Massachusetts has lost another dairy farm.
If you read last week’s Sunday Sun, a story by Jack Minch detailed the struggles by the Rossbach family of Townsend to keep their family dairy farm going.
I know these folks, and let me assure you that they are competent, hard-working men that didn’t give up because they were quitters.
The industry has changed and as the family points out, the economic model of a small New England farm can’t compete anymore by selling their product at wholesale prices to large processors.
The demands of what is fast becoming an industrial food supply force farms to grow to sizes not possible in New England. Most of the milk sold in this market comes in from New York and other areas where large industrial farms have as many as 5,000 cows.
The same food industry that also forced some farms to try artificial growth hormones to produce more for less, but consumers wisely put an end to that by demanding to know what the consequences were.
And sadly, that is exactly what is happening these days to folks that try to make a living on New England farms. They are pushed to produce more for less and just don’t have the land base to do it. So unless farms can find a way to market directly to consumers and keep more of the food dollar for themselves, they are likely headed in the same direction as the Rossbachs.
The future of New England agriculture is in marketing fresh, local food products directly to consumers.
Farm stores, farmers markets and Community Supported Agriculture (CSAs) are the future, driven by consumers demanding fresh, local products.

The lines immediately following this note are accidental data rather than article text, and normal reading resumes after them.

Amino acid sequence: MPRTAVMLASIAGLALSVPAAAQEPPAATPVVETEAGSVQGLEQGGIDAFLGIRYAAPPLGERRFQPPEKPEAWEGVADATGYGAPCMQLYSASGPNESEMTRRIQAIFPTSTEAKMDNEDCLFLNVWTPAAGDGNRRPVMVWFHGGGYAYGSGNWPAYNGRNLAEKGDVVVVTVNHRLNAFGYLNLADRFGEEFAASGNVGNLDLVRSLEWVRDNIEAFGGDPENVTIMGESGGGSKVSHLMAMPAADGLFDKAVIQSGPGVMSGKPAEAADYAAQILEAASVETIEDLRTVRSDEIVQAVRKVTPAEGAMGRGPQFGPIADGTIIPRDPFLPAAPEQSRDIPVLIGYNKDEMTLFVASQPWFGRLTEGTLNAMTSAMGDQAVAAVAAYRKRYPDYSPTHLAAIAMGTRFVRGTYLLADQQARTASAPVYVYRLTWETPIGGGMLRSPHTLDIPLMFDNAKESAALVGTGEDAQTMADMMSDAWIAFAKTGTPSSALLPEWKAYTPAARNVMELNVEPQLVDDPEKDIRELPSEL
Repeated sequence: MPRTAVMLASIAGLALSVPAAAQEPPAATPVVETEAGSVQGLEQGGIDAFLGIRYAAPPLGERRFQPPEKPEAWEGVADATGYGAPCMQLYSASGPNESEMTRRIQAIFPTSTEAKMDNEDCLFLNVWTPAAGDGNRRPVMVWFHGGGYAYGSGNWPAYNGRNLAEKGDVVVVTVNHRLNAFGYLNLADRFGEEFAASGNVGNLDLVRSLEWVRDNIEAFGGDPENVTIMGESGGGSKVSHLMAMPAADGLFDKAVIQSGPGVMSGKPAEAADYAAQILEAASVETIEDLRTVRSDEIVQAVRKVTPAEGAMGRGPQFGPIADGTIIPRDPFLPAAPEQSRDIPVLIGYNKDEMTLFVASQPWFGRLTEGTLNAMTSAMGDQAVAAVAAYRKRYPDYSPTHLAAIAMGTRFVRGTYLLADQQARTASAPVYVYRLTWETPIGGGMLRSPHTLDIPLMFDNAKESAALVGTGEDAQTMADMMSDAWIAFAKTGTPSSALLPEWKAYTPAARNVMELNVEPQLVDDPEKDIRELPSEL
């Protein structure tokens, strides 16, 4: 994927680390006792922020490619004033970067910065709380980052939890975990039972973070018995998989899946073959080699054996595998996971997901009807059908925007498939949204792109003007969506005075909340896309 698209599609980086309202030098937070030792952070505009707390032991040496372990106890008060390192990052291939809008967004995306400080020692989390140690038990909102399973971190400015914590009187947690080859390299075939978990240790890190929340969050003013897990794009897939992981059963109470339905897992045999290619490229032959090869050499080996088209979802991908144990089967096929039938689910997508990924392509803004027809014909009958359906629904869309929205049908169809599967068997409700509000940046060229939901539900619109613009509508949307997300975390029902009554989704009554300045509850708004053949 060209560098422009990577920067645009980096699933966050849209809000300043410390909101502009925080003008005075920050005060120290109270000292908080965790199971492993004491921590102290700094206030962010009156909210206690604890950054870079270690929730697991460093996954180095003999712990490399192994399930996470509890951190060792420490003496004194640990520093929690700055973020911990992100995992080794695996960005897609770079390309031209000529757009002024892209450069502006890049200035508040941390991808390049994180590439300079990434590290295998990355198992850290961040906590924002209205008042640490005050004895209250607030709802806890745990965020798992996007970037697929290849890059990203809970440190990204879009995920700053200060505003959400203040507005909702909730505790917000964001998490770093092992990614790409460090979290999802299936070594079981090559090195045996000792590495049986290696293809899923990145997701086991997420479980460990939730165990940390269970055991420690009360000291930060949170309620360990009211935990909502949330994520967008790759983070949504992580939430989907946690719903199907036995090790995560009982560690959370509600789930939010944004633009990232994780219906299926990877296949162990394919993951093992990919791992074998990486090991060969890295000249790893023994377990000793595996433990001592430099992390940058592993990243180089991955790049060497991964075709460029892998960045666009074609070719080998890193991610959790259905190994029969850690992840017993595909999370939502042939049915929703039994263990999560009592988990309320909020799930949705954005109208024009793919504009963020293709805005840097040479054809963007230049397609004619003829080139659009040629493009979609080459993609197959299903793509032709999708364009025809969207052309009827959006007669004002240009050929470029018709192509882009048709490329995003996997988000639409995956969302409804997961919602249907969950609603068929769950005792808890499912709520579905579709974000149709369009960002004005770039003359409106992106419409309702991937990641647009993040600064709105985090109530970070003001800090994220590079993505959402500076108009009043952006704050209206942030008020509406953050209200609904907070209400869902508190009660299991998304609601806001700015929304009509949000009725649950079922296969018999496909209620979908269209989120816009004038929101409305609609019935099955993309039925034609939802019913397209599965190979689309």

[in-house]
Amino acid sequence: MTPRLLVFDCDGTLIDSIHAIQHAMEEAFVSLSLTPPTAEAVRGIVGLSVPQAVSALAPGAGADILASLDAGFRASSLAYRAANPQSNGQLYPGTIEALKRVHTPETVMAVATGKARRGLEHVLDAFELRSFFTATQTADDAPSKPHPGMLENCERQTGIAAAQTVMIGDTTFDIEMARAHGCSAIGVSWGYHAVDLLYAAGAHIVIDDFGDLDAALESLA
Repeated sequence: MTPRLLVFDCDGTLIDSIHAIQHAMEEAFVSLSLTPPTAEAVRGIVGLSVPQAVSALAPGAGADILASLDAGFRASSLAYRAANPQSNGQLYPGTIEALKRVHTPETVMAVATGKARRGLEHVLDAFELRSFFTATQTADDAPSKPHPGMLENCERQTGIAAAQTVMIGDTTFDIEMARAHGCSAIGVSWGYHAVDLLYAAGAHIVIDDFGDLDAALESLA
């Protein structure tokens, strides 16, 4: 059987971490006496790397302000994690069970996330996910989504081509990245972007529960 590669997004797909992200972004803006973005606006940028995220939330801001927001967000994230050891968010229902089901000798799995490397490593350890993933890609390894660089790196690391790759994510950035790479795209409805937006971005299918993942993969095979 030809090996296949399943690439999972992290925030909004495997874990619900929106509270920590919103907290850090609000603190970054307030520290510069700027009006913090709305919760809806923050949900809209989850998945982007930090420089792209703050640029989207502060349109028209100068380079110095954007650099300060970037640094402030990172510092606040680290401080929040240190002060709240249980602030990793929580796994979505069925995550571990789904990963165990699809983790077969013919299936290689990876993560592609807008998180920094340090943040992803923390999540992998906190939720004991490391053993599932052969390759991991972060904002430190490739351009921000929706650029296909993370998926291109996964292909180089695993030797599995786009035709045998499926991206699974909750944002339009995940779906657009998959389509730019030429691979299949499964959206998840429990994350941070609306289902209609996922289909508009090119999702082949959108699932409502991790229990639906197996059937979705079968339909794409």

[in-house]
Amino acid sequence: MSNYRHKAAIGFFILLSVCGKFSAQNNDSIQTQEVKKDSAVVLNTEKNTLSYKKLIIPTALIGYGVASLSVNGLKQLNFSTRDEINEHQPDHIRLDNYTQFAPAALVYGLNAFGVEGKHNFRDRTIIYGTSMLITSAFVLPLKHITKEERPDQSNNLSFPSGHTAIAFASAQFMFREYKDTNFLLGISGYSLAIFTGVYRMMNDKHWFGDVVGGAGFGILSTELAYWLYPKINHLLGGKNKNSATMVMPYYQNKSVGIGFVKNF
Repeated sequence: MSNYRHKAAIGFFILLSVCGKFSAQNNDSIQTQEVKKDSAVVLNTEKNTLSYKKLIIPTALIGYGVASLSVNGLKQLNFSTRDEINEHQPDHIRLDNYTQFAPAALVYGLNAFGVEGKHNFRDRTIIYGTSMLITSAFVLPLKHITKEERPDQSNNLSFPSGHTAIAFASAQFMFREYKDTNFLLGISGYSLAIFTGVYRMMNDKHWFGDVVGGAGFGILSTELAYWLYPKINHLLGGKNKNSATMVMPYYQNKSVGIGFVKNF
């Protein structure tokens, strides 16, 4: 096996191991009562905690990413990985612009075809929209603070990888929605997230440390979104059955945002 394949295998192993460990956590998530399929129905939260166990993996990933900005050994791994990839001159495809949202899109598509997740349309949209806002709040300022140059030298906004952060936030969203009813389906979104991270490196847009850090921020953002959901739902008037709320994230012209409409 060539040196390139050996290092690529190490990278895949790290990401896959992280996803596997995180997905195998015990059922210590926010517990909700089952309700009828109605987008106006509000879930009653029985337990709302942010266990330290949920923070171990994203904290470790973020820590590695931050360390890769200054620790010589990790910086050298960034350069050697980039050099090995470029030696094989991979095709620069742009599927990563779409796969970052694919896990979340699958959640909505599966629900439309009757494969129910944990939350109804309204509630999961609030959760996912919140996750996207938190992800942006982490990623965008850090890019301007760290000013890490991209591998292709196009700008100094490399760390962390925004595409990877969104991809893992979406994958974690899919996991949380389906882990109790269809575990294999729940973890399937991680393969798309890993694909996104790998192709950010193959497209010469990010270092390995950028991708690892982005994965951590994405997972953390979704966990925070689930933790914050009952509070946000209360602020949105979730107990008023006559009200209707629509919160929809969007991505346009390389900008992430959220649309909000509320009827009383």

Real local that is “drive-by fresh.”
I was asked to speak at the launch of the Massachusetts new “Commonwealth Quality” brand kicked off in Boston last week, a move that is designed to help identify local farm products to consumers in search of food that doesn’t come from the industrial farms and is grown locally here in Massachusetts.
Say what you want about government, but we in Massachusetts have a Department of Agriculture that gets it. Scott Soares, our commissioner, has been out in front on the issue of finding solutions to the economic struggles of farmers.
Sometime soon, you will be able to identify Massachusetts produced food products by the commonwealth quality brand.
Speaking of people that get it when it comes to farms: I visited my daughter in New Jersey last weekend and along the way found myself in the town of Warwick, N.Y., in a massive traffic jam caused by something called the Apple Fest.
Literally thousands of people came to this town to enjoy this event, which appeared to be much larger than the Lowell Folk Festival.
Clearly the fruit-growing farm community in that area got sick of selling their products to large supermarkets and getting paid next to nothing for it, so they created their own value-added event.
It was an impressive event that brought thousands consumers out to the farms in the area.
Clearly, the future of farms both here in Dracut and in the rest of New England is consumer-driven, and to all of the folks that enjoy the amenities provided by having farms in their community, their survival is in your hands.
Warren Shaw is a former Dracut selectman who hosts a popular Saturday morning radio show on WCAP-AM from 6 to 10.